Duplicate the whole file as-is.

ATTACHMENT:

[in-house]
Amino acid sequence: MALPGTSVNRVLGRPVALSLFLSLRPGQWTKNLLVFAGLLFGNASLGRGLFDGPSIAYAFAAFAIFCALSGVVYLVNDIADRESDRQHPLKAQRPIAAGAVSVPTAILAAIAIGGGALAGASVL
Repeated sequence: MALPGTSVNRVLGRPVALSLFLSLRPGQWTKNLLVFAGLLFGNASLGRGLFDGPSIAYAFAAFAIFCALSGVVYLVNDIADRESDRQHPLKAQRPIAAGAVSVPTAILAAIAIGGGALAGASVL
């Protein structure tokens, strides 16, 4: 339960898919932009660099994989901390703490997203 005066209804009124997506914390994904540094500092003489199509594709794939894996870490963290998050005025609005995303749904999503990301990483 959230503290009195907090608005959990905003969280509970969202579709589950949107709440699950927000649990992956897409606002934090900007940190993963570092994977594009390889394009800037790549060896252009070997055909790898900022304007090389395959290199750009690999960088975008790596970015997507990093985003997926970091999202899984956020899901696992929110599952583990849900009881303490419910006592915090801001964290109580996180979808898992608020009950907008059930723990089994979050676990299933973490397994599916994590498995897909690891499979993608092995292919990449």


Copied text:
[in-house]
Amino acid sequence: MALPGTSVNRVLGRPVALSLFLSLRPGQWTKNLLVFAGLLFGNASLGRGLFDGPSIAYAFAAFAIFCALSGVVYLVNDIADRESDRQHPLKAQRPIAAGAVSVPTAILAAIAIGGGALAGASVL
Repeated sequence: MALPGTSVNRVLGRPVALSLFLSLRPGQWTKNLLVFAGLLFGNASLGRGLFDGPSIAYAFAAFAIFCALSGVVYLVNDIADRESDRQHPLKAQRPIAAGAVSVPTAILAAIAIGGGALAGASVL
């Protein structure tokens, strides 16, 4: 339960898919932009660099994989901390703490997203 005066209804009124997506914390994904540094500092003489199509594709794939894996870490963290998050005025609005995303749904999503990301990483 959230503290009195907090608005959990905003969280509970969202579709589950949107709440699950927000649990992956897409606002934090900007940190993963570092994977594009390889394009800037790549060896252009070997055909790898900022304007090389395959290199750009690999960088975008790596970015997507990093985003997926970091999202899984956020899901696992929110599952583990849900009881303490419910006592915090801001964290109580996180979808898992608020009950907008059930723990089994979050676990299933973490397994599916994590498995897909690891499979993608092995292919990449």